Tomorrow morning I am getting a skin test. I suffer from allergies that are beyond what most people associate with the term. I took a skin test before and was allergic to every airborne allergen except for dog. I haven’t been able to take antihistamines in the last week. Posting has been a bit slow as I get closer and closer to outer space. I almost find it to be comedy, as spending time outside is one of my favorite things to do. Meanwhile nature, sometimes, hates my shit! I often think of the title of the 1980 comedy The Gods Must Be Crazy!
I genuinely care about people, but I am an introvert who feels worn down and runs out of patience if I don’t get enough alone time. I feel that there is a mysterious spiritual side to life, but when I am in church I never feel further away from it. I could make many statements like these. Maybe it isn’t the gods that are crazy, but me! Who knows such things…
Wizard Ted Cruz says that global warming alarmists are the equivalent of flat-earthers. It would be easy to get angry about this, except we already know Cruz is saying this to whip people like myself into a frenzy all while appealing to his know-nothing base. I feel pretty confident that people like Ted Cruz, as harmful as they are, are the exact kind of people that are going to doom the modern Republican Party and its anti-science brigade to the history books. I’m scared about what damage they can do on the way down, but there is no doubt that Ted Cruz and his ilk represent the last gasp of a dying order. People become extreme and rabid when they feel something slipping away forever. Ted Cruz, even though he is appealing to the hoopleheads*, really represents unfettered corporate power combined with religious zealotry. Fortunately for us, in a democracy even such power needs a base to support it and that base is mostly old and white on and on the outs. What’s scary though is that we are running out of time to stave off the worst impacts of climate change. So while Ted Cruz and those he represents will not be with us for long, they just might be able to do enough damage to doom the rest of us and the descendants of the human race for a long time to come. So while I don’t think we need to worry much about Ted Cruz, I think those of us that care need to fight his ideas at every turn.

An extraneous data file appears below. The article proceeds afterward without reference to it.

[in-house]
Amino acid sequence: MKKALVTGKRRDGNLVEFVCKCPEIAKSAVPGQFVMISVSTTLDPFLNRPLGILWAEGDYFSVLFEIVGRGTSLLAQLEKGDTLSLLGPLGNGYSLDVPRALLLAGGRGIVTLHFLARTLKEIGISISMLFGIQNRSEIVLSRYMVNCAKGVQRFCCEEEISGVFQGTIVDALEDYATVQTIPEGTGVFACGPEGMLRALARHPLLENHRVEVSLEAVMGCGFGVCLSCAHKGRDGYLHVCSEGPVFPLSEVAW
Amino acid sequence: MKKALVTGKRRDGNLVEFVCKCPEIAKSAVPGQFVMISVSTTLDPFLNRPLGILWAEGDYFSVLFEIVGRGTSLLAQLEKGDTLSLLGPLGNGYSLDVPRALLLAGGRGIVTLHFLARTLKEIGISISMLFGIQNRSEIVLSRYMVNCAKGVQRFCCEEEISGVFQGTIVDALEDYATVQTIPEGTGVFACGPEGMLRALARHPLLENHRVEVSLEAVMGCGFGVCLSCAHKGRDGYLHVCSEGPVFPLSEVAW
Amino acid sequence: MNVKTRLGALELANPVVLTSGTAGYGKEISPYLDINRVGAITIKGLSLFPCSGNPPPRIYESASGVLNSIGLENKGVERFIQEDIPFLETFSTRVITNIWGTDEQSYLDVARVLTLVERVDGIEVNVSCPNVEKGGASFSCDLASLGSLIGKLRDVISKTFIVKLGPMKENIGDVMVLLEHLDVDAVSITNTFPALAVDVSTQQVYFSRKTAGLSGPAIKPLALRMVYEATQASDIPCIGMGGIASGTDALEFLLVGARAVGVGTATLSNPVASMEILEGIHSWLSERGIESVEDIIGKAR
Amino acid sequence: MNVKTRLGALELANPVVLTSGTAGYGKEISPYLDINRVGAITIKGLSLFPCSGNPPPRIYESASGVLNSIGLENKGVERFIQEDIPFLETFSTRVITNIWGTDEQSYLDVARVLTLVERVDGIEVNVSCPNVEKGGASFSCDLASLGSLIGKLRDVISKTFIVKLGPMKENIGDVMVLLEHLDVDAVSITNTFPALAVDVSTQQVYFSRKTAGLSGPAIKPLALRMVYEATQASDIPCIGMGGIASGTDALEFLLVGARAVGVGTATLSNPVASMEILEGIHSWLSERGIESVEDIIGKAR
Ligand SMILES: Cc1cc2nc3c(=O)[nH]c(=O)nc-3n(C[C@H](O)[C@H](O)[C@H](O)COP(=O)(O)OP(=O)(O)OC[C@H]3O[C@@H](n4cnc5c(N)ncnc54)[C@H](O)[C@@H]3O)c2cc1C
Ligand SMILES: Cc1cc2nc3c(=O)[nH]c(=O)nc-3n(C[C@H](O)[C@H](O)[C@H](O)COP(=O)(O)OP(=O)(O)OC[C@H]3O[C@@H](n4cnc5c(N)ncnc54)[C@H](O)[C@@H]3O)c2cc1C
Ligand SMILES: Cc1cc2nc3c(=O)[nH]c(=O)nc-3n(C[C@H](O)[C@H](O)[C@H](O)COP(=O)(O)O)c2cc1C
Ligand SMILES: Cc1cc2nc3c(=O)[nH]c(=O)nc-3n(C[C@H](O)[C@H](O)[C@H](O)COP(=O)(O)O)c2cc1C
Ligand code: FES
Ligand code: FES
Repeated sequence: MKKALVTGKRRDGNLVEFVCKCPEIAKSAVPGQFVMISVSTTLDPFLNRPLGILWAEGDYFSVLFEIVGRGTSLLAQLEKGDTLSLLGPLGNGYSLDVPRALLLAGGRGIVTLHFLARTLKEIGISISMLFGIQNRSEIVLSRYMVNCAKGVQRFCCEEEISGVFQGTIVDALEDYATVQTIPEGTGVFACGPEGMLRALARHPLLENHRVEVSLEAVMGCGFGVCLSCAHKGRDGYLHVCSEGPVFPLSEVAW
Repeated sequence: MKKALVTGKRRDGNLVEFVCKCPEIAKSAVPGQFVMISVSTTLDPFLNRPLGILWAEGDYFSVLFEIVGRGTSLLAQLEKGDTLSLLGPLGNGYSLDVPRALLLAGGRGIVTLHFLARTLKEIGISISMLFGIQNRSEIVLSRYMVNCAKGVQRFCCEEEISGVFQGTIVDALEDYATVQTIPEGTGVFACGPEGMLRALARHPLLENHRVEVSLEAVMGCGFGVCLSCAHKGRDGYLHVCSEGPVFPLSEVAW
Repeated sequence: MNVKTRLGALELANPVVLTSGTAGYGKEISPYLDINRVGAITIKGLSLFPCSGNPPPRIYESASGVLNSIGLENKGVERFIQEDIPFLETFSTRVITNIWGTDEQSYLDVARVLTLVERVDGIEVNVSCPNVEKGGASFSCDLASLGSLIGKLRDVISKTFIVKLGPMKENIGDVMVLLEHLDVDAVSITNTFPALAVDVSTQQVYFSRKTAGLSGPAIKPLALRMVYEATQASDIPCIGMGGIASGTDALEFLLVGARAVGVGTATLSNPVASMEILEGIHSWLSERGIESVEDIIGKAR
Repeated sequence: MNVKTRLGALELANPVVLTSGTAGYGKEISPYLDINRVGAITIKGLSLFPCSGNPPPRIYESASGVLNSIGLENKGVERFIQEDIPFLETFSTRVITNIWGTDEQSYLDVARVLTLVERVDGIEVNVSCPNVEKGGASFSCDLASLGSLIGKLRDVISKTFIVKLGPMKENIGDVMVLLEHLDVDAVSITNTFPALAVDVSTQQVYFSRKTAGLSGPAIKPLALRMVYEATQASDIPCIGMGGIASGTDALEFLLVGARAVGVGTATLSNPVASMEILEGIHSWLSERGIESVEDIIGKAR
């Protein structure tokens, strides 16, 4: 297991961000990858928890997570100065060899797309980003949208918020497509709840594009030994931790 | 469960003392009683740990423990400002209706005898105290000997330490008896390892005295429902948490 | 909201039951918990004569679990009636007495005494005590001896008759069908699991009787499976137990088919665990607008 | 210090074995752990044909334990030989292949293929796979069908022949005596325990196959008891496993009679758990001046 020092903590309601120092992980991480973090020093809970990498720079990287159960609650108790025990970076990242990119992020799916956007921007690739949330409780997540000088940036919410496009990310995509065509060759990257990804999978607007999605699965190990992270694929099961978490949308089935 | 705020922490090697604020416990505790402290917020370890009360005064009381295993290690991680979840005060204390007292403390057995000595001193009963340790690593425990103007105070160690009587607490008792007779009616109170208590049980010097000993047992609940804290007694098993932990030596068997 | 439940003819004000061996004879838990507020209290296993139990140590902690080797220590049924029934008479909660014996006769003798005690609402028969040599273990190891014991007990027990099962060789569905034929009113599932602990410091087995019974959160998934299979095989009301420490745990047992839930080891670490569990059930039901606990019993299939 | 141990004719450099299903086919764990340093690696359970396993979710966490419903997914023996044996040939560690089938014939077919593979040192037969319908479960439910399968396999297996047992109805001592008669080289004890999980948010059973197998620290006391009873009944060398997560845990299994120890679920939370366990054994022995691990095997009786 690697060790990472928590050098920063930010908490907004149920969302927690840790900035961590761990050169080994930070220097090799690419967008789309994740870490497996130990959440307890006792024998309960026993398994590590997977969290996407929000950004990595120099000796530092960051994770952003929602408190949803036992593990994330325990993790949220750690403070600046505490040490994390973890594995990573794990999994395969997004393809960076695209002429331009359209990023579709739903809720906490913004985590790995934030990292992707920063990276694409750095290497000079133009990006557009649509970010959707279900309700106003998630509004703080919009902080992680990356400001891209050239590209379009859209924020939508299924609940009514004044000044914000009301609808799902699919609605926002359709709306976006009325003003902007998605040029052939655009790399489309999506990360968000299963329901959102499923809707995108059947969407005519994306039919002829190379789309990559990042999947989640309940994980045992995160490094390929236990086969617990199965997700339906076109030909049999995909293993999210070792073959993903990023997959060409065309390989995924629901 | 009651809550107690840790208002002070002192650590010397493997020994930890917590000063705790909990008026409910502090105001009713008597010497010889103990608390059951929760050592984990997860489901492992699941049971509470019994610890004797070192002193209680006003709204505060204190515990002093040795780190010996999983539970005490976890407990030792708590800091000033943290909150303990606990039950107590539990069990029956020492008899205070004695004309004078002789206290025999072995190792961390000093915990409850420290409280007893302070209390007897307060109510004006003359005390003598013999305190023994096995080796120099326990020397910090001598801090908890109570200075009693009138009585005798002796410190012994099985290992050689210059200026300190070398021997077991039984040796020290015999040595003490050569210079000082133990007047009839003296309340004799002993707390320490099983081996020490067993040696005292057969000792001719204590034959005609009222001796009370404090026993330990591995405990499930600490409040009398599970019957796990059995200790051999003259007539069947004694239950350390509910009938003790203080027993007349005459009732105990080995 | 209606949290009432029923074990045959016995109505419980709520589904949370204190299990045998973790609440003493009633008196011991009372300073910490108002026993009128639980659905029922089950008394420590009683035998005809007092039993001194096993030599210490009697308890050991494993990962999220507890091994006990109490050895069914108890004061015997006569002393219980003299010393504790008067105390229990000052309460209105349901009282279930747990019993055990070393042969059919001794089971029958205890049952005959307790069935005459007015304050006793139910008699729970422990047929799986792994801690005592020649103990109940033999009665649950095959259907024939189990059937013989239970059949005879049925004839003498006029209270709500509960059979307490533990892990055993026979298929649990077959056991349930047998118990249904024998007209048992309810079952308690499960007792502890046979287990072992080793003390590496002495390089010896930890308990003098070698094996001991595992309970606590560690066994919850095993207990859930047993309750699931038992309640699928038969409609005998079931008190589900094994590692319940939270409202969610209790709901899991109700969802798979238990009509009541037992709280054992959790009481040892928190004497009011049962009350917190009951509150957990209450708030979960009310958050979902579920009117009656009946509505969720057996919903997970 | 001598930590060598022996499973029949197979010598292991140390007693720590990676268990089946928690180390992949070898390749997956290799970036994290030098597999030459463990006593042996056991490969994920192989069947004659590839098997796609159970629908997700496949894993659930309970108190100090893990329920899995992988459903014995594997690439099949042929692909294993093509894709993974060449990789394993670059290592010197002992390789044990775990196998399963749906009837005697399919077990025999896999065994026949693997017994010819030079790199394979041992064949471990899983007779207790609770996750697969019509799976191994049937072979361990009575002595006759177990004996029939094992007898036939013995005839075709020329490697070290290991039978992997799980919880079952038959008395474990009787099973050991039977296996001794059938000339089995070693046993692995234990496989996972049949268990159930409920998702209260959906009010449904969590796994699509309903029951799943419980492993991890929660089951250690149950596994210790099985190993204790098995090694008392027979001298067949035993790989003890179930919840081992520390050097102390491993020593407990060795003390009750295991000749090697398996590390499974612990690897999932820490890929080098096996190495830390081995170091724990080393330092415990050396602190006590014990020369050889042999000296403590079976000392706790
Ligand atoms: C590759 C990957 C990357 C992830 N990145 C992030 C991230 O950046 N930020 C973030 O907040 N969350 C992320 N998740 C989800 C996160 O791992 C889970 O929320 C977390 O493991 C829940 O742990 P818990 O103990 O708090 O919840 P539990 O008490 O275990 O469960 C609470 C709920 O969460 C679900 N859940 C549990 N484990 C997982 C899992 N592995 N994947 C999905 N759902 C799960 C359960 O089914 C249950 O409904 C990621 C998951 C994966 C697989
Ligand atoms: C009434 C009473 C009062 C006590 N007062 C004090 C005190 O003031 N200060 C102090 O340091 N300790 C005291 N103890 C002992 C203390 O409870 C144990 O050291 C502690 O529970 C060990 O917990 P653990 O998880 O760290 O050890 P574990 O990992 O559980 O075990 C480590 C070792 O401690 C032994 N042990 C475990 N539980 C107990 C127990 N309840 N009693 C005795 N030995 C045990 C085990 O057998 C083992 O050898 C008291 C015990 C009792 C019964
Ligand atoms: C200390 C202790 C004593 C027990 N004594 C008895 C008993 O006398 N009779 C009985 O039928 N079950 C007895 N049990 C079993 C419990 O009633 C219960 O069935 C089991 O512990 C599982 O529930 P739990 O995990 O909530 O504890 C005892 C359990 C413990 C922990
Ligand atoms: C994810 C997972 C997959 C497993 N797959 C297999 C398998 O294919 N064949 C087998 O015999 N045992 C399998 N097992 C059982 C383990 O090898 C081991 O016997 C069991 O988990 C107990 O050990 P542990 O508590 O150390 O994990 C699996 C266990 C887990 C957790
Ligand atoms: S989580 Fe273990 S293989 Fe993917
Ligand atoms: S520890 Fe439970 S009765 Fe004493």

*Hooplehead: a member of the ignorant masses; an uneducated commoner; an idiot. word popularized by HBO’s Deadwood.
A couple days ago I posted Matt Taibbi teeing off on David Brooks. Now Jeffrey Taylor is doing the same. This time it is over his lazy criticisms of secularism. Fore!